‘Just have that be it,’ he said – ‘almost like the guidelines I try to use when I’m, like, explaining hard topics to my students. Like, less is more.’
The other panelists again nodded in approval.
Slattery continued: ‘I just say, like, “That sounds like it works really well for you at home, and you can absolutely choose to do whatever you like at home.
‘In my classroom – and I even say, like, every year I start out my year by sending home information to caregivers that says, like, “Just so you know, this is an affirming class – the way that I affirm students is I call them by the names they ask to be called by and use their correct pronouns.’
The teacher then reiterated how he denied the parents’ request.
‘I just told them – maybe that’s not helpful – I just told them, “No,”’ seemingly conceding the contentious nature of his assertion.
The assertion again garnered more impassioned nods from the other panelists.
‘And because I had my principal and my superintendent’s support, there wasn’t much they can do,’ Slattery then said.
‘And they eventually, kind of like, found another topic to squawk about,’ he added, before letting out a laugh.
‘And they left that alone.’
Slattery was joined by fellow panel presider Butler (top left) – who panel organizers billed as a ‘white queer cisgender female teacher’ on social media – New York fifth grade teacher Daniel Alonso (bottom left), and Maryland school counselor Heather Eig. All agreed with Slattery’s assertions
The remaining panelists all seemed to agree with the educator’s assertion, with Butler in particular nodding affirmatively throughout her contemporary’s spiel.
Another panelist, 5th grade Spanish teacher Daniel Alonso, echoed Slattery’s sentiments, describing a similar incident between him and a set of parents at Chavez Elementary in Yonkers, New York.
‘Similarly to what Kieran said,’ said Alonso, referring to Slattery, ‘in my school district, LGBTQ+ students have a bill of rights – and the fourth one is that they have the right to be referred to by their gender pronouns and a name that fits their gender identity.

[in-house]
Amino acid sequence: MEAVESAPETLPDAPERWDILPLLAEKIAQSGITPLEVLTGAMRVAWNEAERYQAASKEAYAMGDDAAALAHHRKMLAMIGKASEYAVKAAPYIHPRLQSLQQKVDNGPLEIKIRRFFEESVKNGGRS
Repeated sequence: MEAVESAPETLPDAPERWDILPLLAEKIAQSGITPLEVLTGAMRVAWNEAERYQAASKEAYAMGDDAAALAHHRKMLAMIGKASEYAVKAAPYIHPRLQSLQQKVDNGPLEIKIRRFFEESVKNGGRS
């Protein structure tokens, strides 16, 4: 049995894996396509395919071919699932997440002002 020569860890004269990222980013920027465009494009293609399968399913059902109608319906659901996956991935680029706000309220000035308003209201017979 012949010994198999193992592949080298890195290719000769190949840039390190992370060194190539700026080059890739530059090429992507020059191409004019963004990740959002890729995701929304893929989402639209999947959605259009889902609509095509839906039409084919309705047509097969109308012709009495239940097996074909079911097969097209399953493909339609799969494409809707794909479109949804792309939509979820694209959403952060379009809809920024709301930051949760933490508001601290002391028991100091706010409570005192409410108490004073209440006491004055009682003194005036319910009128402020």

‘And so, similarly, there was a situation where a parent felt that the school was not doing what they wanted them to do, and we – I don’t even know if we were respectful about it – we were just like, “No, sorry. Like, our district-wide rule is that the student determines that, not you,”’ he said, while offering a smug smile.
Alonso – who organizers described as ‘an advocate for all, lover of puppies, and redeemer of all things Mariah’ – added: ‘Even though you are the parents.’
The final panelist, Maryland School Counselor Heather Eig, seemed in agreement with the others.
‘Ours is the same – and again, it really speaks to where you’re working, where the district is, the state laws, and really having the backing of your administration, and your superintendent, and the a district that says, “This is our policy” – and I’m going to follow suit.
A clip of the exchange shared to Twitter by journalist Colin Wright Tuesday quickly went viral, garnering more than 1,000 likes and hundreds of reshares.
Observers shared their outrage over the panelists’ assertions, calling them criminal and a gross overstep of public school staffers’ authority.
The group laughed and nodded in approval during Slattery’s spiel during the April meeting
‘LAWSUITS,’ one user wrote in all capital letters. ‘This is a violation of the human and constitutional rights of parents.’
Another user responded to Slattery’s assertion that there was nothing parents could do when confronted with parents concerns over how teachers address their children.
‘They could pull their child out of your class and demand another teacher. That’s what they could do,’ the observer wrote.
A further user remarked on how it was unethical for teachers to be referring to a student by pronouns or names not known to the kids’ parents of guardians.
‘Teachers might spend around 1 or 2 hours a day, 5 days a week for 9 months with a student in a year. Parents will devote a major part of everyday to their kids for 18 years.
‘Teachers shouldn’t be keeping secrets with a child or keeping those same secrets from their parents,’ they wrote.
The panel’s strong words come shortly after parents expressed outrage toward California school district after learning that male counselors who identify as non-binary were sleeping in the same rooms as fifth-grade girls at a school-organized science camp.
In another instance in January, the parent of a 12-year-old Florida girl who tried to hang herself twice at her school after ‘months of secret meetings about her gender identity’ with school officials, slammed district staff for going behind their backs and ‘creating a double life’ for their daughter.
The parents subsequently filed a lawsuit contending staffers violated their parental rights by failing to inform them of the child’s alleged gender identity crisis.